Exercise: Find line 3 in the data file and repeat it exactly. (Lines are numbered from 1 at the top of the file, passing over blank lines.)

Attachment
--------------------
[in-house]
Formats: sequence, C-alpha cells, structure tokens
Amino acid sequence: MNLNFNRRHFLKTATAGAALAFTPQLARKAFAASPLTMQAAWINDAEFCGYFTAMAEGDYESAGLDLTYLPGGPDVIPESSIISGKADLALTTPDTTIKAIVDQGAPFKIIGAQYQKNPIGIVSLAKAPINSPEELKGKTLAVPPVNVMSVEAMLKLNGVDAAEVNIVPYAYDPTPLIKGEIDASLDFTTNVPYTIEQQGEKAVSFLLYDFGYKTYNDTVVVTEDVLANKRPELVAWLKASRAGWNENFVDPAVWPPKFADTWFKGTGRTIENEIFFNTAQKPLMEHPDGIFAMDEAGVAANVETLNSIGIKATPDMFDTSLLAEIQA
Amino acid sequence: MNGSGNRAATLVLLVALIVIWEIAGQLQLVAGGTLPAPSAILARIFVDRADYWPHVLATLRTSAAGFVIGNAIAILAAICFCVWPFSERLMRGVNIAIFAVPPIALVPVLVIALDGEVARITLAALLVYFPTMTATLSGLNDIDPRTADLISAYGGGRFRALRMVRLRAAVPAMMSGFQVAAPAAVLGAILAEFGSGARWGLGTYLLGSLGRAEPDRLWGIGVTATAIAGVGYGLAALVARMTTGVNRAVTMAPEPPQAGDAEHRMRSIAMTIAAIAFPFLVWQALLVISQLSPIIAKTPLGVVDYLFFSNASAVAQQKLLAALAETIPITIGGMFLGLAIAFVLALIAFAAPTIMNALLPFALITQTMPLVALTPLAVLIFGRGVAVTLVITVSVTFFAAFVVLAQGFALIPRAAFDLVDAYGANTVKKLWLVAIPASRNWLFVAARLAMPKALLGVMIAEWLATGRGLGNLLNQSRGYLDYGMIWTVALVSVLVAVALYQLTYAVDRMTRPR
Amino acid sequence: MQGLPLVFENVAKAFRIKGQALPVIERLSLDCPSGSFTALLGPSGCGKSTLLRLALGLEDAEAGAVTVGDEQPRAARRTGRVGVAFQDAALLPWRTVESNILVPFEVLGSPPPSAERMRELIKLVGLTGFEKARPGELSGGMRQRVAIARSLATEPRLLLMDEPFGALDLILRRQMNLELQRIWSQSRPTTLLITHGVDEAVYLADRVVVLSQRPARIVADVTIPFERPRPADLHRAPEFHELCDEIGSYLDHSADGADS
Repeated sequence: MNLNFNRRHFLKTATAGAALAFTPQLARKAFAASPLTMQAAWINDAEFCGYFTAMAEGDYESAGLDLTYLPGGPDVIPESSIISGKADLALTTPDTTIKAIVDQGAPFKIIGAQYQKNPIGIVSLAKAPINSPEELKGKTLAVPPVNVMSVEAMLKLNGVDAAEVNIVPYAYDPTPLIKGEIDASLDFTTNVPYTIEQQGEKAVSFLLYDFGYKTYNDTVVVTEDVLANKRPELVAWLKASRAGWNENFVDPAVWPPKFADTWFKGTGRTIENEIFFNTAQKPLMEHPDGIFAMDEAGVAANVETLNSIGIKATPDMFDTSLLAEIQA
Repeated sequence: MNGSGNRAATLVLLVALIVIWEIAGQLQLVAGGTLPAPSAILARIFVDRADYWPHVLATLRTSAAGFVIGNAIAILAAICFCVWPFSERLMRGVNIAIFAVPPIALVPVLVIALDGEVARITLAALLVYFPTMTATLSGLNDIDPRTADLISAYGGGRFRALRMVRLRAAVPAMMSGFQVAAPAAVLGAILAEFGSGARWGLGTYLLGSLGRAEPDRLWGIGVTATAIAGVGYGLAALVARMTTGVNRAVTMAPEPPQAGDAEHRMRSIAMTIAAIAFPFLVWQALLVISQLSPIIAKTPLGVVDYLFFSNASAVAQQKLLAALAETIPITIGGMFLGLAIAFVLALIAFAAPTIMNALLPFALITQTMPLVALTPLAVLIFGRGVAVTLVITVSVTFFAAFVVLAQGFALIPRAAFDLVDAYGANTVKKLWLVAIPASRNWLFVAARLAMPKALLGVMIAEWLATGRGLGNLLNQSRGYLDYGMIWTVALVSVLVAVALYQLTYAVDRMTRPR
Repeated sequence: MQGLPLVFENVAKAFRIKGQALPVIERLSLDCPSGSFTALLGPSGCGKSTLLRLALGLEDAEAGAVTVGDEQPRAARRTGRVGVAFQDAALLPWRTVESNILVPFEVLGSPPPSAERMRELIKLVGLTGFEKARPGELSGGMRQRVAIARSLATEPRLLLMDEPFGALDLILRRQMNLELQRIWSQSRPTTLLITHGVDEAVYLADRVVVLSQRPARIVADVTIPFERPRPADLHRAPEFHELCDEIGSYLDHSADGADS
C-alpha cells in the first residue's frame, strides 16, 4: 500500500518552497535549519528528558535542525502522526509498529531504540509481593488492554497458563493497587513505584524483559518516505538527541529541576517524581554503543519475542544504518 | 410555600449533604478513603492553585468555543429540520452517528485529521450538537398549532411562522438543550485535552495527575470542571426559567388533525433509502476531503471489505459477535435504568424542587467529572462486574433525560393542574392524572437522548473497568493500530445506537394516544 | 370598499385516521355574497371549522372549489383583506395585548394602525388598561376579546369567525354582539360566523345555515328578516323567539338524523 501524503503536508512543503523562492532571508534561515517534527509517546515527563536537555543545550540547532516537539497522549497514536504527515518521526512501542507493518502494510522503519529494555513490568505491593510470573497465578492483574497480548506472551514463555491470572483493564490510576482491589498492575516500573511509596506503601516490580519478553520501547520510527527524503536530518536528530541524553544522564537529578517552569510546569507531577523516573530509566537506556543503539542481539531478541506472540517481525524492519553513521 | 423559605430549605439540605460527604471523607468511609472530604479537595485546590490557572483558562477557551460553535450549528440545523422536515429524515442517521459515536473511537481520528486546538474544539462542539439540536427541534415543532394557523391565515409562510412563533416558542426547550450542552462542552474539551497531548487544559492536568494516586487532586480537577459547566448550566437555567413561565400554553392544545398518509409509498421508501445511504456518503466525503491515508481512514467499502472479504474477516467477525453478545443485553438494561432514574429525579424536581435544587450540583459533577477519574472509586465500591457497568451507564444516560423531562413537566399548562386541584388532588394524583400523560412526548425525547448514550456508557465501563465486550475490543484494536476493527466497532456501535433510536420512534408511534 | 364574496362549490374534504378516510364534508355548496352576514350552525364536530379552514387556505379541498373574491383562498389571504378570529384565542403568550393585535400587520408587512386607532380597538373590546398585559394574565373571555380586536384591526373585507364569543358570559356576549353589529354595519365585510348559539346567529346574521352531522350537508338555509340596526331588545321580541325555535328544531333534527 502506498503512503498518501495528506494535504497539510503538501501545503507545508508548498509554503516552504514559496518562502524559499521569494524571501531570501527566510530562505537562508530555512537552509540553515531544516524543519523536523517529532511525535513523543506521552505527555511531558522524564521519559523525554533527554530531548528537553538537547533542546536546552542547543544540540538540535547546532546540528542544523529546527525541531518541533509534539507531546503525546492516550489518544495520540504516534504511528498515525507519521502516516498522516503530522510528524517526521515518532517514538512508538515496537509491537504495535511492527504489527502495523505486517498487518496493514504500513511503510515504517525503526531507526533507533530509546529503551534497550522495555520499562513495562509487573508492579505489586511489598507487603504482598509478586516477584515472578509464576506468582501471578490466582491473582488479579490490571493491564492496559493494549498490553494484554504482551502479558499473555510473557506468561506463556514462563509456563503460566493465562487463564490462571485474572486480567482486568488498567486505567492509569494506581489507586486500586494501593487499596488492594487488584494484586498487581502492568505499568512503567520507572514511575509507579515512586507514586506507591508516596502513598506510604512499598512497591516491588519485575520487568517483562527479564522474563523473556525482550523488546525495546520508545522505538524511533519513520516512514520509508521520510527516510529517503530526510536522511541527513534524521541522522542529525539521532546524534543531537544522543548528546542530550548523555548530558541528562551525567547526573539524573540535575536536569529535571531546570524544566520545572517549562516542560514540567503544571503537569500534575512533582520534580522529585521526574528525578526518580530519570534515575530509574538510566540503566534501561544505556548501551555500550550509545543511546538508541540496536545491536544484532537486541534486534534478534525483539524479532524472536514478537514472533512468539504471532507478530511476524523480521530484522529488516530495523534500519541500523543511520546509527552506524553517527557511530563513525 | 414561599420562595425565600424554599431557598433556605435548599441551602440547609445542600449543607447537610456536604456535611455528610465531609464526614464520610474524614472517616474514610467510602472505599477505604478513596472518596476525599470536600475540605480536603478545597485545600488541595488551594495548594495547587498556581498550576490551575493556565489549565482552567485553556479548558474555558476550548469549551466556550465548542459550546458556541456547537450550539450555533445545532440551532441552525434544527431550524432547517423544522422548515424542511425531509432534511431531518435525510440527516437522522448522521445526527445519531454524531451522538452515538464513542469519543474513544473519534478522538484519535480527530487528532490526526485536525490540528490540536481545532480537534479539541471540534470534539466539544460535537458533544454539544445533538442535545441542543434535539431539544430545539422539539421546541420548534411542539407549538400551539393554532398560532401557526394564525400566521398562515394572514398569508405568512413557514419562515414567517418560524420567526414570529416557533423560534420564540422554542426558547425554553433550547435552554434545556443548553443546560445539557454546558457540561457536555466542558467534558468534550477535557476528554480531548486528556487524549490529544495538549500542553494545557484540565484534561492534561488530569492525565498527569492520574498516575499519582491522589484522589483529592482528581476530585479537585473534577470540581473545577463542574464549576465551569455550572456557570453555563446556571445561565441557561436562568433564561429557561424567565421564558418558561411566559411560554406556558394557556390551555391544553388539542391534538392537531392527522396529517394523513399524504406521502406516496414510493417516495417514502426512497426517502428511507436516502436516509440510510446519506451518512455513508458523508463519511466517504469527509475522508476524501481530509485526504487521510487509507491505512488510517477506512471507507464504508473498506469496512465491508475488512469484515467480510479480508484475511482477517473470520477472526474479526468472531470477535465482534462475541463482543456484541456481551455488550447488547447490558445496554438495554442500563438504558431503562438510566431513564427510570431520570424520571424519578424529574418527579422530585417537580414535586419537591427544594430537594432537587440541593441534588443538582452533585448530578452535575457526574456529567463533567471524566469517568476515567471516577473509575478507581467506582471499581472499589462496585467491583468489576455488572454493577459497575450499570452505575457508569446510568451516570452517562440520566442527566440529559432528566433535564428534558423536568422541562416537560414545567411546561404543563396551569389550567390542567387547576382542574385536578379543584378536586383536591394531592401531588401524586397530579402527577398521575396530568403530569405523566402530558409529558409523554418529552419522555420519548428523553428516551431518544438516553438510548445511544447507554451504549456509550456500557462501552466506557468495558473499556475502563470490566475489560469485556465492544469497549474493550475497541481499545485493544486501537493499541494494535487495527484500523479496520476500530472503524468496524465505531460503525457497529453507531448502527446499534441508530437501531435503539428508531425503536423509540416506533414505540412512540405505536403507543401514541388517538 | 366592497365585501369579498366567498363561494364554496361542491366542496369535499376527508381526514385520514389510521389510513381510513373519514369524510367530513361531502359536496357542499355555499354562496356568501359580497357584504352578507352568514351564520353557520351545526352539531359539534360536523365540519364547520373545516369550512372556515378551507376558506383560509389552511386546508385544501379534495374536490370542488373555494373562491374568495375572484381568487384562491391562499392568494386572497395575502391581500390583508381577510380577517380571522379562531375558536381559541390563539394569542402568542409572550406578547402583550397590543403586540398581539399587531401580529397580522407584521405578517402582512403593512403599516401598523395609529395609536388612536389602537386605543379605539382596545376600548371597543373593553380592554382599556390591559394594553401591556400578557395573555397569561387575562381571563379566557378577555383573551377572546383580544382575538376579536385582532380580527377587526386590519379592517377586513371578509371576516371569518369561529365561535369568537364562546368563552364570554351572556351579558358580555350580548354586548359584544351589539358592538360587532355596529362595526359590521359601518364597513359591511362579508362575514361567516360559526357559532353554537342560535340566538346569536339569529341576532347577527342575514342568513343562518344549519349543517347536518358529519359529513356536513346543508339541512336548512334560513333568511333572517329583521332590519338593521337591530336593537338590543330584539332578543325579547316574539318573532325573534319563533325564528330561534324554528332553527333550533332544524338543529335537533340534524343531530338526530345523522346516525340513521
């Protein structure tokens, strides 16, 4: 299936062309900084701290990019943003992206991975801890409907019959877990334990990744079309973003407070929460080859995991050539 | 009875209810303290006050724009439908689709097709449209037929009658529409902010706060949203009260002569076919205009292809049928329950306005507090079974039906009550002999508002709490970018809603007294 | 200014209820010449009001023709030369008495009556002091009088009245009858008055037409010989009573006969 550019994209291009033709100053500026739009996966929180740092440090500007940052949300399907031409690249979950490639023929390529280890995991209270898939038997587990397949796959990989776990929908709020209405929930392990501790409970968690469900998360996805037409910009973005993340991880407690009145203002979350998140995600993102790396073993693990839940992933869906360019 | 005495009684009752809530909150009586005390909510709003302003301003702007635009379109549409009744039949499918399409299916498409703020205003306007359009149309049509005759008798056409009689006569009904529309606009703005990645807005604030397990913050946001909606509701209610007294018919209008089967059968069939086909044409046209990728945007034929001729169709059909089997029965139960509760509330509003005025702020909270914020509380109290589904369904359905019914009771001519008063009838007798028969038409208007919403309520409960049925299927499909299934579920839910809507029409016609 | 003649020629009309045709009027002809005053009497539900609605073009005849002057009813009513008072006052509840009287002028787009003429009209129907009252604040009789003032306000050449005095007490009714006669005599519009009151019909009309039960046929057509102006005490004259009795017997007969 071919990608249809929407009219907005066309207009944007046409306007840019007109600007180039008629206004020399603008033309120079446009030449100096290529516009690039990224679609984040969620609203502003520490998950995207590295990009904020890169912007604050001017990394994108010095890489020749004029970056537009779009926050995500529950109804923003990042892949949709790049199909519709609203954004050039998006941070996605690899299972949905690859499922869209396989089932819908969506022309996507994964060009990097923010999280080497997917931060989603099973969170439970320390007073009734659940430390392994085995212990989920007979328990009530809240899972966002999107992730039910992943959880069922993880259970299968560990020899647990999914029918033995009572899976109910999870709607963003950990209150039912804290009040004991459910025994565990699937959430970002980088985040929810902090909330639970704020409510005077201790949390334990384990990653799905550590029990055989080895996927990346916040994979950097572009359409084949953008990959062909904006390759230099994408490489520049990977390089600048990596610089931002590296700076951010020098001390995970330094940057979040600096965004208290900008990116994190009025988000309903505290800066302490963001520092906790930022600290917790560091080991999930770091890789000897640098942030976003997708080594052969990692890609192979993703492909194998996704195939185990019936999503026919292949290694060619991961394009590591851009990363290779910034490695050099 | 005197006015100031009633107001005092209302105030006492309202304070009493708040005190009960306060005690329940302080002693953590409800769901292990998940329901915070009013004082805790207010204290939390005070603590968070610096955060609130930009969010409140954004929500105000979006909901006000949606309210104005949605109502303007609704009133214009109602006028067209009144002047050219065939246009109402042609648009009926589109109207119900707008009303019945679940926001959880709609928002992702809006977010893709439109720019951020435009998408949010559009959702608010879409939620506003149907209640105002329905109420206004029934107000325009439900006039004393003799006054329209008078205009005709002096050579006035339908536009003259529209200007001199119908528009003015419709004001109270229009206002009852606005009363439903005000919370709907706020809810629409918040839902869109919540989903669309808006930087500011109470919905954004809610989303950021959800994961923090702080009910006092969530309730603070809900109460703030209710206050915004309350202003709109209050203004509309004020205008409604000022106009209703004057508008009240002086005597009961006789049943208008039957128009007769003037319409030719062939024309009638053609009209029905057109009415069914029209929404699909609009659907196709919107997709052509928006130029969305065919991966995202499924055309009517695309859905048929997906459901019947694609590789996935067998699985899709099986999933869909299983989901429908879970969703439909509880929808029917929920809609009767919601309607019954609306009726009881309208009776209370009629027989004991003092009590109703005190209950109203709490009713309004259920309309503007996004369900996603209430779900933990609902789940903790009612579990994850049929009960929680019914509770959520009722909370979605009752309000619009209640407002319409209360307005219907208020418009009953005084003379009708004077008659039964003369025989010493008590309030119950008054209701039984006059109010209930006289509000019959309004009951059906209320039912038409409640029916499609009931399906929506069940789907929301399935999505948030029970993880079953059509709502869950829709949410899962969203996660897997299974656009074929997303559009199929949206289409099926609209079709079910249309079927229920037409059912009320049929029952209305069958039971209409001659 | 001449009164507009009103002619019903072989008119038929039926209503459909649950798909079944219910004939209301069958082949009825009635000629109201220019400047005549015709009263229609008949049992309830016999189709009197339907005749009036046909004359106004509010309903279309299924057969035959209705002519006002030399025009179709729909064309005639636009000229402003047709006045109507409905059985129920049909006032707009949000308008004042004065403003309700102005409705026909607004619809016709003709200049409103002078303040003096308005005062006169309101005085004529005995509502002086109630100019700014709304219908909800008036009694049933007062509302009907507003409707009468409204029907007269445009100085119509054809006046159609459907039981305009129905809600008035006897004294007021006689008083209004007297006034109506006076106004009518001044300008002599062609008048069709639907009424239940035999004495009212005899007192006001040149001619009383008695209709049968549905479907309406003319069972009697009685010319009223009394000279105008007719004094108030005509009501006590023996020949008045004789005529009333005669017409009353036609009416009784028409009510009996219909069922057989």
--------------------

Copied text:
Amino acid sequence: MNLNFNRRHFLKTATAGAALAFTPQLARKAFAASPLTMQAAWINDAEFCGYFTAMAEGDYESAGLDLTYLPGGPDVIPESSIISGKADLALTTPDTTIKAIVDQGAPFKIIGAQYQKNPIGIVSLAKAPINSPEELKGKTLAVPPVNVMSVEAMLKLNGVDAAEVNIVPYAYDPTPLIKGEIDASLDFTTNVPYTIEQQGEKAVSFLLYDFGYKTYNDTVVVTEDVLANKRPELVAWLKASRAGWNENFVDPAVWPPKFADTWFKGTGRTIENEIFFNTAQKPLMEHPDGIFAMDEAGVAANVETLNSIGIKATPDMFDTSLLAEIQA